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Re: vim scripting - using variables

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  • Tony Mechelynck
    ... If you know from which directory the cscope database was built, you should add that as a second parameter in the cscope add command (or else you _have_
    Message 1 of 4 , Apr 3 11:06 AM
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      On 03/04/10 19:31, dave73 wrote:
      >
      > I'm trying to integrate cscope with vim. The standard method to load the
      > cscope.out file is simply:
      >
      > if filereadable("cscope.out")
      > cs add cscope.out
      > endif
      >
      > But this requires always starting vim from the directory with the cscope.out
      > file. Yuk.
      >
      > So, I've written a function that scans upward until if find the cscope.out
      > file, and stores that in a variable. For example s:csfile might end up
      > "../../cscope.out"
      >
      > However,
      >
      > cs add s:csfile
      >
      > doesn't work! It is trying to actually open a file called "s:csfile". How
      > do I make vim translate this variable into a literal so that "cs add" will
      > work???
      >
      > Thanks.

      If you know from which directory the cscope database was built, you
      should add that as a second parameter in the "cscope add" command (or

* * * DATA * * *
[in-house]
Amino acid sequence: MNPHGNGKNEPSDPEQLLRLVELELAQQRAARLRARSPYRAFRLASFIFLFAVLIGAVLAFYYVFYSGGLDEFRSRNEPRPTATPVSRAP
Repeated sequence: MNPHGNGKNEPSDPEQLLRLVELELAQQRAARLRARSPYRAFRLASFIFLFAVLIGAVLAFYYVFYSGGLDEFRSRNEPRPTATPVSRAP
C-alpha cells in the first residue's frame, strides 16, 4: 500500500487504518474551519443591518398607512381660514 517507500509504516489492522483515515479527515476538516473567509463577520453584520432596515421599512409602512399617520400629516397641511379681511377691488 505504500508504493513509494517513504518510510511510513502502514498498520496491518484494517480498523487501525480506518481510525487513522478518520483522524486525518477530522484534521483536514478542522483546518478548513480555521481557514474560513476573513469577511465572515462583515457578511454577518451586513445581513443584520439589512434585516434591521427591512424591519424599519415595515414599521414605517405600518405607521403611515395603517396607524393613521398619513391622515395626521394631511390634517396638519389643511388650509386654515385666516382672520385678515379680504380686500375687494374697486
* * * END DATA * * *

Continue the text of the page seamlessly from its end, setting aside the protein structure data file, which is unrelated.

else you _have_ to run all cscope commands in that directory: Yuk). For
      example, I have this in my vimrc

      let $VIMSRC = '/root/.build/vim/vim' . (version / 100) . (version %
      100)
      command Cscope -nargs=0 cs add $VIMSRC/src/cscope.out $VIMSRC/src


      Then typing :Cscope at the command-line loads my cscope database for the
      current Vim source.


      See also http://vim.wikia.com/wiki/Cscope

      telling how I build my cscope database, and the options and
      abbreviations I use to smooth my cscope use.


      Now back to your question: To include the _value_ of a Vim variable
      (rather than its _name_) in an ex-command, see :help :execute. The
      cscope example above bypasses the problem by means of an _environment_
      variable (which, however, unlike your s: variable, is not script-local
      but common to all of Vim and all its child processes).


      Best regards,
      Tony.
      --
      "Never be afraid to tell the world who you are."
      -- Anonymous

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